HOME | NEWSROOM | ARTICLES

Frontier markets in Asia ripe for Internet entrepreneurship

Rocket Internet exec identifies six countries where major e‑commerce companies have yet to make a mark

March 12, 2015

Rocket Internet’s Koen Thijssen

Rocket Internet’s Koen Thijssen

Entrepreneurs thinking of establishing startups in a region with a promising future should look no further than Asia’s frontier market nations, Rocket Internet co-CEO Koen Thijssen said March 7 at the MIT Asia Business Conference.

Thijssen, who heads Rocket’s Asia Pacific Internet Group, characterized these nations—Bangladesh, Cambodia, Laos, Myanmar, Nepal, and Pakistan—as “diamonds in the rough” that are home to some 450 million people, many of whom are not yet online. But he pointed out that mobile phone use in those countries is expanding rapidly and that Internet connectivity there is only a matter of time.

“It’s not a question of if it’s going to happen,” he said. “It’s a question of when it’s going to happen. The most fundamental verticals of the Internet are still available here; there’s still not a dominant Amazon or a dominant [Chinese e-commerce company] Alibaba in these markets. These models can still be brought to these markets and we are actively doing so.”

Thijssen’s address capped the day-long event, which attracted some 500 people. According to event co-chair Seungmin Baek, MBA ’15, they ranged from MIT students and faculty to Asian consul generals from the northeastern United States.

Asia Business Conference co-chairs Zichao Du and Seungmin Baek, both MBA ’15Asia Business Conference co-chairs Zichao Du and Seungmin Baek, both MBA ’15

“This is a very unique and rare event that embraces and brings together many different demographics within the theme of innovation, technology, and finance—the areas where MIT is strong,” he said.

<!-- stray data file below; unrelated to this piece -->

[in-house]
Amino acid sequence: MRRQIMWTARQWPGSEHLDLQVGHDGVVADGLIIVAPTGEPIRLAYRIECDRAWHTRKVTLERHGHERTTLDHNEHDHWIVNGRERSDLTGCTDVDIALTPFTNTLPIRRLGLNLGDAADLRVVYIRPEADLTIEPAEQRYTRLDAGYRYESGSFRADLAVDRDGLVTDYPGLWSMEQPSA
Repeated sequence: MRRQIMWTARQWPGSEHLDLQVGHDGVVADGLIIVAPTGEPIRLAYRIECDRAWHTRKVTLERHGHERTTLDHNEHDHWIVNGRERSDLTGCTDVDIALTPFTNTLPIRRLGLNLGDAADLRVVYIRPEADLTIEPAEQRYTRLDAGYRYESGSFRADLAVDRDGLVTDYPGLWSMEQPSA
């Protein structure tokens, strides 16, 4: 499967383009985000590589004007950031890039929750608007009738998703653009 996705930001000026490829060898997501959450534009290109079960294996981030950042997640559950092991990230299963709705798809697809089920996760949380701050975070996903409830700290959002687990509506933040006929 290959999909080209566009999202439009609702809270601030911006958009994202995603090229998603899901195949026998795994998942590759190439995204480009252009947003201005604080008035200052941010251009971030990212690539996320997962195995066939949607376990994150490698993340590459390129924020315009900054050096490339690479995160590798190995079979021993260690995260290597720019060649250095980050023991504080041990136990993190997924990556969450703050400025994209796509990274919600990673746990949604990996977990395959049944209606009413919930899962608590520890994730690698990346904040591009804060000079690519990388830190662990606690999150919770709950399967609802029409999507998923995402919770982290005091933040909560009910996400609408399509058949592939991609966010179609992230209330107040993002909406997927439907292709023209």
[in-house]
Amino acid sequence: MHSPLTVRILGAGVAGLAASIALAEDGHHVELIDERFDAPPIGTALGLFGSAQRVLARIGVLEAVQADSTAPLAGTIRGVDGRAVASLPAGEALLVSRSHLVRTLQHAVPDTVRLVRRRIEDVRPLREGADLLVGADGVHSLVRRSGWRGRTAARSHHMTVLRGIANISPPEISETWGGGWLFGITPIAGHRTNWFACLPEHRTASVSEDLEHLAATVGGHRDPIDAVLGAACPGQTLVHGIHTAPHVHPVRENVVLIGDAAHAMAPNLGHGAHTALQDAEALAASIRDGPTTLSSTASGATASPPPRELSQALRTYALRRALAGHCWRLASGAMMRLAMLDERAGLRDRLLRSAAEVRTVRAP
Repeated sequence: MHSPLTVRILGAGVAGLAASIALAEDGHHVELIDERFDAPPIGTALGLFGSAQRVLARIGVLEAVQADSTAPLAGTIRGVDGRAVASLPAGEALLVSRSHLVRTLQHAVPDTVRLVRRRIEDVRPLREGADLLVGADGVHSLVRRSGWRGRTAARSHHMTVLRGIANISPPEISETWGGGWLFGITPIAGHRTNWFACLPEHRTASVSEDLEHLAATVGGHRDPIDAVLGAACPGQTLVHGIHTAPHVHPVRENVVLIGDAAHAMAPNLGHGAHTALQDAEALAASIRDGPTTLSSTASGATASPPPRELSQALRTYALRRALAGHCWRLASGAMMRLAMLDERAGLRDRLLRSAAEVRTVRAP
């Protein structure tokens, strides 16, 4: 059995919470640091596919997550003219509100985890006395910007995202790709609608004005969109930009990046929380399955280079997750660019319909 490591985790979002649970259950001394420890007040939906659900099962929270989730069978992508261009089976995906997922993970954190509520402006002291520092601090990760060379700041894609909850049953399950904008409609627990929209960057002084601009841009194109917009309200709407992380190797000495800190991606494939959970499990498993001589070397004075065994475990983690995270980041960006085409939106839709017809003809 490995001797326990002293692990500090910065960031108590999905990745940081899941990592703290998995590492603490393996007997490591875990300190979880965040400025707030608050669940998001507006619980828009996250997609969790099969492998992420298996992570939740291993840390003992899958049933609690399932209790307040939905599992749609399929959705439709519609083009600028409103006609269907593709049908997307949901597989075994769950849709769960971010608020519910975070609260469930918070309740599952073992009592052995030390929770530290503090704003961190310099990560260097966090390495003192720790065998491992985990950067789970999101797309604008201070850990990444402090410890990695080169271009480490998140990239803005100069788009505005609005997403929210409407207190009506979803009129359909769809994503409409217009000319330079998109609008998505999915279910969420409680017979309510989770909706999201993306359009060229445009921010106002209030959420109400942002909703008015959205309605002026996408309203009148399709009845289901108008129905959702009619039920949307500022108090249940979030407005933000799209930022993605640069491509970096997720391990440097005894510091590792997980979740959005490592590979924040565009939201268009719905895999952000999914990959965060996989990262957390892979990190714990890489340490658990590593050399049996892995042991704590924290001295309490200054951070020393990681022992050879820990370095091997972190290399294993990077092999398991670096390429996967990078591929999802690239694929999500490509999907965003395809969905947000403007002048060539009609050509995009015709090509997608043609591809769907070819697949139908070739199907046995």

The conference’s theme of “Demystifying Business Practices in Asia,” is what Thijssen strove for in his presentation.

Establishing a startup in Asia’s frontier nations, he said, is a matter of buying a plane ticket and going there to set up an office and team.

“You have to actually like this kind of adventure,” he said. “You have to like rolling up your sleeves, getting in the dirt and building up a company actively. It’s not run by sitting behind a desk; it’s being out there in the field. That’s how you build the company and that’s how you win.”

By identifying and building proven Internet business models in underserved markets, Rocket Internet’s stated goal is to be the world’s biggest Internet platform outside the United States and China.

“We look at the world at large; we look at what’s happening in our environment, and we identify new business models, Thijssen said. “Then we analyze these business models and we replicate them.”

The companies within the Asia Pacific Internet Group do have a familiar ring. Easy Taxi is a taxi-booking app that resembles Uber and operates in nine countries; Pricepanda is a price comparison website that serves five countries.

While Internet connectivity is limited in these countries, Thijssen predicted that 100 hundred million more people in the region will be online within five years.

“The competition is still relatively limited,” he said. “That’s why, in these markets, you can bring more established models of the Internet.”

He encouraged the audience to think seriously about following Rocket Internet’s lead in setting up shop in those countries.

“The question you should be asking yourself is not whether these markets will succeed, because that’s a matter of time,” he said. “The question you should be asking yourself is whether you want to seize this opportunity that is absolutely there or do you prefer to read about it in a case study in five years’ time on how the new Alibaba was built in Myanmar in 2015?”